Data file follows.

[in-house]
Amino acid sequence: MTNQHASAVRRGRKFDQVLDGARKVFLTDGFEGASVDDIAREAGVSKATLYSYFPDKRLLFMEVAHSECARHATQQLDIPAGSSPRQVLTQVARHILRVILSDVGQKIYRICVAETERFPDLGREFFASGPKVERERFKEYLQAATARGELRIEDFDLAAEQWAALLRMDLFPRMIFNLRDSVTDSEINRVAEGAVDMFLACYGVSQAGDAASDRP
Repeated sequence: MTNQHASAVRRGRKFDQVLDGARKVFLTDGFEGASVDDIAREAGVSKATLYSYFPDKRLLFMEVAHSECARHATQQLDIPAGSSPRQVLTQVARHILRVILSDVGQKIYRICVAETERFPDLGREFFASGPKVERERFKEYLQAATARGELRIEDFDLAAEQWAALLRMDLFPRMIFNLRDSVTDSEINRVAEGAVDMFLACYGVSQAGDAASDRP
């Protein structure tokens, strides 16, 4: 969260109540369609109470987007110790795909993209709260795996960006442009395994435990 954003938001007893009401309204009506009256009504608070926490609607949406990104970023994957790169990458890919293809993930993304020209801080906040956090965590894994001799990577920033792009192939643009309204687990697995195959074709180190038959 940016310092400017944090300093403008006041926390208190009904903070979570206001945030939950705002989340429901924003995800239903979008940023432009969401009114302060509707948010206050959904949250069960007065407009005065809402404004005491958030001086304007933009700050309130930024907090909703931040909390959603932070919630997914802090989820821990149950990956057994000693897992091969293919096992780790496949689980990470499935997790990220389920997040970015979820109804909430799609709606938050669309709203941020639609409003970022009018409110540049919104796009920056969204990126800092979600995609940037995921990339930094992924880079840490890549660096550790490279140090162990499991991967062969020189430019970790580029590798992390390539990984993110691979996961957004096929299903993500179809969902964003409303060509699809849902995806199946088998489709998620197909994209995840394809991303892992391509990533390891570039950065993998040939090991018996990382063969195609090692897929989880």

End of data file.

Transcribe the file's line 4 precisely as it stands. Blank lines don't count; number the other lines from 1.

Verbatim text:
């Protein structure tokens, strides 16, 4: 969260109540369609109470987007110790795909993209709260795996960006442009395994435990 954003938001007893009401309204009506009256009504608070926490609607949406990104970023994957790169990458890919293809993930993304020209801080906040956090965590894994001799990577920033792009192939643009309204687990697995195959074709180190038959 940016310092400017944090300093403008006041926390208190009904903070979570206001945030939950705002989340429901924003995800239903979008940023432009969401009114302060509707948010206050959904949250069960007065407009005065809402404004005491958030001086304007933009700050309130930024907090909703931040909390959603932070919630997914802090989820821990149950990956057994000693897992091969293919096992780790496949689980990470499935997790990220389920997040970015979820109804909430799609709606938050669309709203941020639609409003970022009018409110540049919104796009920056969204990126800092979600995609940037995921990339930094992924880079840490890549660096550790490279140090162990499991991967062969020189430019970790580029590798992390390539990984993110691979996961957004096929299903993500179809969902964003409303060509699809849902995806199946088998489709998620197909994209995840394809991303892992391509990533390891570039950065993998040939090991018996990382063969195609090692897929989880």